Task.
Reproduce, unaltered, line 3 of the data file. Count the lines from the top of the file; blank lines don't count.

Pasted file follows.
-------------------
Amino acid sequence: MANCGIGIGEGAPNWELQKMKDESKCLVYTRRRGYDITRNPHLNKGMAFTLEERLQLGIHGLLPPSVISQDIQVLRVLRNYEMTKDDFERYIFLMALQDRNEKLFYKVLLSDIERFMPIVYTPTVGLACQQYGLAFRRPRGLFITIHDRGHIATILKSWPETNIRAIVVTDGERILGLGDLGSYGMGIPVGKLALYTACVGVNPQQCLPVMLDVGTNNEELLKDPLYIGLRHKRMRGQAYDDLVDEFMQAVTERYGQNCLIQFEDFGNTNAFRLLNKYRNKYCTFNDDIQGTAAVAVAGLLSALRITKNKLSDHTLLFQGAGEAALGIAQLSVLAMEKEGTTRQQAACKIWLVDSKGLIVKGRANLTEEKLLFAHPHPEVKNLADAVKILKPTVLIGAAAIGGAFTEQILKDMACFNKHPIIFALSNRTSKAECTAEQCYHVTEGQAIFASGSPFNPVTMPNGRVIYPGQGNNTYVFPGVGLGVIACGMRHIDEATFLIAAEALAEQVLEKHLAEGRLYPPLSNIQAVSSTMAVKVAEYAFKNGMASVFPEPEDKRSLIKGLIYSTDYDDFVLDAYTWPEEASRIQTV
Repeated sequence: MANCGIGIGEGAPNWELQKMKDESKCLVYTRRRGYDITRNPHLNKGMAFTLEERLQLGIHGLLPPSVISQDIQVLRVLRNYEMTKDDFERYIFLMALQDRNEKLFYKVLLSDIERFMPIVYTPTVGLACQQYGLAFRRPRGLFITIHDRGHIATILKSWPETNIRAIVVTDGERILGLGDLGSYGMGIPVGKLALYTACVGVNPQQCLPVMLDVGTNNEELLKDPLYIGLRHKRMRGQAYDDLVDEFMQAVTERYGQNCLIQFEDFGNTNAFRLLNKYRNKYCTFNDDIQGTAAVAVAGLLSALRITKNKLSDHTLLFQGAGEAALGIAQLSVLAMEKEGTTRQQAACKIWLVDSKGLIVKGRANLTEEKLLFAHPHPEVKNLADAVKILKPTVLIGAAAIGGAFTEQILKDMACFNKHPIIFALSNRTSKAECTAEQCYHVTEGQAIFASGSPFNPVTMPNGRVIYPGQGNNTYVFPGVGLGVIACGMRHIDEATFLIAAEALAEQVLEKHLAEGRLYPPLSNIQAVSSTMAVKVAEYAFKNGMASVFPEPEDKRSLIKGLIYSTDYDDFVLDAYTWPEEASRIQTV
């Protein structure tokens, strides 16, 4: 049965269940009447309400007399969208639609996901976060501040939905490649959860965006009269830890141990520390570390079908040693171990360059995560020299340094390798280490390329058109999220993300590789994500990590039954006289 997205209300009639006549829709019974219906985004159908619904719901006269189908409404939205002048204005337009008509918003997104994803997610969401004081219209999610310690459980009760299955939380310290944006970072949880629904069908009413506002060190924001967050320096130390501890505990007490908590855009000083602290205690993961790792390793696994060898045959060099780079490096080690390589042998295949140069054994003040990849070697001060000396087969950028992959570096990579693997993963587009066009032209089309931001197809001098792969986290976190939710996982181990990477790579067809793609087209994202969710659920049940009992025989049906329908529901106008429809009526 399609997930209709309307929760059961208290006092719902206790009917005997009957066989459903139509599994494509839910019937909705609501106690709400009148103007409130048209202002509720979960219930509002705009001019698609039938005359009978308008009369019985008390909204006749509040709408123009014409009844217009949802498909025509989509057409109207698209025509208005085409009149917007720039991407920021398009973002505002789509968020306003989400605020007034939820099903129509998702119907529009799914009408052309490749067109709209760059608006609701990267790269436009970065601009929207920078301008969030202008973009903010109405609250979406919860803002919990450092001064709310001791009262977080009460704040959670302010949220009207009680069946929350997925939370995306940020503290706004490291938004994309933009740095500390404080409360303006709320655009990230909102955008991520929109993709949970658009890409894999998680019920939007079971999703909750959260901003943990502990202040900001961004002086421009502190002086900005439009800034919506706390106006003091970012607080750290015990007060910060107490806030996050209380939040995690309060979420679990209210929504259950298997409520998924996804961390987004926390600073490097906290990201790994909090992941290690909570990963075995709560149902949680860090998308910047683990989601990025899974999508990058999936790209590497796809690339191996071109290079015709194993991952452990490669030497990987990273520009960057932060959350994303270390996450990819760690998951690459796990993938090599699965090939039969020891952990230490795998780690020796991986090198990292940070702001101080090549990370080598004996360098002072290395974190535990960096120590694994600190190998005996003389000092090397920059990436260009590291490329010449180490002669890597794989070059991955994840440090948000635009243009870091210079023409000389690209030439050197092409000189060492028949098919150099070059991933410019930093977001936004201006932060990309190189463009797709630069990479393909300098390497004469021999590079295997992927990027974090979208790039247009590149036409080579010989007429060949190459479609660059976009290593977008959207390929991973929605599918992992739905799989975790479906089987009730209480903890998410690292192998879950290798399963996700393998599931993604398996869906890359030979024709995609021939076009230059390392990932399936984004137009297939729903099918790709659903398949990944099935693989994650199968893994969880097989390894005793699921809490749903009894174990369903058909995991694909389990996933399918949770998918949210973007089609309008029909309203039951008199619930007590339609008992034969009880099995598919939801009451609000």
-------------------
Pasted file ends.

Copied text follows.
């Protein structure tokens, strides 16, 4: 049965269940009447309400007399969208639609996901976060501040939905490649959860965006009269830890141990520390570390079908040693171990360059995560020299340094390798280490390329058109999220993300590789994500990590039954006289 997205209300009639006549829709019974219906985004159908619904719901006269189908409404939205002048204005337009008509918003997104994803997610969401004081219209999610310690459980009760299955939380310290944006970072949880629904069908009413506002060190924001967050320096130390501890505990007490908590855009000083602290205690993961790792390793696994060898045959060099780079490096080690390589042998295949140069054994003040990849070697001060000396087969950028992959570096990579693997993963587009066009032209089309931001197809001098792969986290976190939710996982181990990477790579067809793609087209994202969710659920049940009992025989049906329908529901106008429809009526 399609997930209709309307929760059961208290006092719902206790009917005997009957066989459903139509599994494509839910019937909705609501106690709400009148103007409130048209202002509720979960219930509002705009001019698609039938005359009978308008009369019985008390909204006749509040709408123009014409009844217009949802498909025509989509057409109207698209025509208005085409009149917007720039991407920021398009973002505002789509968020306003989400605020007034939820099903129509998702119907529009799914009408052309490749067109709209760059608006609701990267790269436009970065601009929207920078301008969030202008973009903010109405609250979406919860803002919990450092001064709310001791009262977080009460704040959670302010949220009207009680069946929350997925939370995306940020503290706004490291938004994309933009740095500390404080409360303006709320655009990230909102955008991520929109993709949970658009890409894999998680019920939007079971999703909750959260901003943990502990202040900001961004002086421009502190002086900005439009800034919506706390106006003091970012607080750290015990007060910060107490806030996050209380939040995690309060979420679990209210929504259950298997409520998924996804961390987004926390600073490097906290990201790994909090992941290690909570990963075995709560149902949680860090998308910047683990989601990025899974999508990058999936790209590497796809690339191996071109290079015709194993991952452990490669030497990987990273520009960057932060959350994303270390996450990819760690998951690459796990993938090599699965090939039969020891952990230490795998780690020796991986090198990292940070702001101080090549990370080598004996360098002072290395974190535990960096120590694994600190190998005996003389000092090397920059990436260009590291490329010449180490002669890597794989070059991955994840440090948000635009243009870091210079023409000389690209030439050197092409000189060492028949098919150099070059991933410019930093977001936004201006932060990309190189463009797709630069990479393909300098390497004469021999590079295997992927990027974090979208790039247009590149036409080579010989007429060949190459479609660059976009290593977008959207390929991973929605599918992992739905799989975790479906089987009730209480903890998410690292192998879950290798399963996700393998599931993604398996869906890359030979024709995609021939076009230059390392990932399936984004137009297939729903099918790709659903398949990944099935693989994650199968893994969880097989390894005793699921809490749903009894174990369903058909995991694909389990996933399918949770998918949210973007089609309008029909309203039951008199619930007590339609008992034969009880099995598919939801009451609000």